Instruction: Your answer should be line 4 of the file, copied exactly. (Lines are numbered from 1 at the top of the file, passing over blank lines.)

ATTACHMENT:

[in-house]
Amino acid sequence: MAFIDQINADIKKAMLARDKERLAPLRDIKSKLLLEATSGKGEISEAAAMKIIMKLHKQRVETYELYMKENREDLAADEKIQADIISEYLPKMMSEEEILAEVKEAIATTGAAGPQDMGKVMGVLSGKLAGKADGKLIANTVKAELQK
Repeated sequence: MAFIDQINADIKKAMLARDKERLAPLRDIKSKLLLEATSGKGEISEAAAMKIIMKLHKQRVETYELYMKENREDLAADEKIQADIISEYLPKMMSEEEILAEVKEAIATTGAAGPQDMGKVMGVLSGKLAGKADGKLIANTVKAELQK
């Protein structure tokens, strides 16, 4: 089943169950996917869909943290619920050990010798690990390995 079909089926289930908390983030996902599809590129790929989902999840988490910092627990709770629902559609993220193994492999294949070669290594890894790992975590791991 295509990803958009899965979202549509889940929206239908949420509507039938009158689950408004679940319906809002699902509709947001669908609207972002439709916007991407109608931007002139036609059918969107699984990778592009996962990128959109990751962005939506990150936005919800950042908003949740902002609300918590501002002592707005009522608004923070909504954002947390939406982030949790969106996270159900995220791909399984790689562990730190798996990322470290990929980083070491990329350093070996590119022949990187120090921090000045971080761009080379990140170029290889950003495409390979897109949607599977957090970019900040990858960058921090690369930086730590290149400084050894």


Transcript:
């Protein structure tokens, strides 16, 4: 089943169950996917869909943290619920050990010798690990390995 079909089926289930908390983030996902599809590129790929989902999840988490910092627990709770629902559609993220193994492999294949070669290594890894790992975590791991 295509990803958009899965979202549509889940929206239908949420509507039938009158689950408004679940319906809002699902509709947001669908609207972002439709916007991407109608931007002139036609059918969107699984990778592009996962990128959109990751962005939506990150936005919800950042908003949740902002609300918590501002002592707005009522608004923070909504954002947390939406982030949790969106996270159900995220791909399984790689562990730190798996990322470290990929980083070491990329350093070996590119022949990187120090921090000045971080761009080379990140170029290889950003495409390979897109949607599977957090970019900040990858960058921090690369930086730590290149400084050894």